Terminal 1: JFK Airport Launches Facial Recognition Boarding

The Intelligence community went rogue years ago and is racing to slam the trap of digital slavery on America. There is zero pushback or effective safeguards on facial recognition technology. ⁃ TN Editor

A biometric self-boarding gate has officially been launched at John F. Kennedy International Airport’s Terminal 1, officials said Tuesday.

Lufthansa has deployed the paperless, high-tech boarding process – which uses facial recognition technology to verify travelers with a photo capture — at its largest US gateway at the Queens airport.

Air France, Japan Airlines and Norwegian Airlines are expected to follow suit at the terminal, officials said.

“It’s become crucial for airports and airlines to adopt biometric capabilities along the processes which require interaction with the traveler, therefore enhancing and scaling operational capacity for growing quicker within their existing footprint,” said Miguel Leitmann, the CEO and founder of Vision-Box, which brought the new boarding method to Terminal 1 through a partnership with US Customs and Border Protection and Terminal One Group Association.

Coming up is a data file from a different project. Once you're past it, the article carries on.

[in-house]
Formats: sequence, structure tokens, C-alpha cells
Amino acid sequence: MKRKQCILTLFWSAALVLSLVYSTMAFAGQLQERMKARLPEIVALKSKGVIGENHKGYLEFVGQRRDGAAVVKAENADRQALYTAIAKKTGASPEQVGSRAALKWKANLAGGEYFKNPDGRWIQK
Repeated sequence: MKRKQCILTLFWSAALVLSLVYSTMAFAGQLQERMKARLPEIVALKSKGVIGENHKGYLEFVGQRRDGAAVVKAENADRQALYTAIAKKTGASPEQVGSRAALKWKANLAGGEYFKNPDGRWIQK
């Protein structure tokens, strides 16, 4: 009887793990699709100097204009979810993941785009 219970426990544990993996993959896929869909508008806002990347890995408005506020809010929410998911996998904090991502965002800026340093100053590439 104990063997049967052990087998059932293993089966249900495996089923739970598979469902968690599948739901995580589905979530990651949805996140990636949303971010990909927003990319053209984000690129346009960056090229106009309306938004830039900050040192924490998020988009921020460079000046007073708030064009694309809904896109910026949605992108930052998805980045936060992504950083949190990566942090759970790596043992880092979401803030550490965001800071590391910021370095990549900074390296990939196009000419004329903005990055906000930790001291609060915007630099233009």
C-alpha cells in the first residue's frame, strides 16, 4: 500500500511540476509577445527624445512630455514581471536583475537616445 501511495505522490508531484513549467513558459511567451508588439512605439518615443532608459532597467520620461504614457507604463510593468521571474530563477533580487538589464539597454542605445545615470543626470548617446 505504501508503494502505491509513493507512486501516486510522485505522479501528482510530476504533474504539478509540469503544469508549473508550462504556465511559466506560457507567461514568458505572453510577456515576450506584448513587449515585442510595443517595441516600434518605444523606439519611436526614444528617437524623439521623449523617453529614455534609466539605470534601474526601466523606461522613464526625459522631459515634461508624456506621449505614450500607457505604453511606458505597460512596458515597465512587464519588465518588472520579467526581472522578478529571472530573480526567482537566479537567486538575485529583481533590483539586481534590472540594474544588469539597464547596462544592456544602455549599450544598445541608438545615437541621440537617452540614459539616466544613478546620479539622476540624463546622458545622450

The digital boarding process validates the eligibility of a traveler without having to present a passport or boarding pass.

When a passenger approaches a self-boarding gate, a biometric-enabled camera integrated in the gate captures the passenger’s facial image.

That image is then securely sent to US Customs’ Traveler Verification Service, which “conducts a matching process with the stored digital facial token captured at the initial immigration process or from the US passport,” according to Vision-Box.

“Within seconds the system reconciles the passenger identity and his eligibility to enter the flight. The positive match of both verification’s triggers to open the eGate doors and the passenger can board the airplane.”

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Big Bro: No Internet Surfing In China Without First Scanning Face

China has applied the “no person left behind” mentality to its all-controlling Social Engineering: It will now be illegal to get access to the Internet without having your face scanned into the national database. ⁃ TN Editor

The Chinese regime announced a new rule which requires residents to pass a facial recognition test in order to apply for an internet connection via smartphone or computer.

The rule will be implemented from Dec. 1, 2019. In addition, no cell phone or landline number can be transferred to another person privately.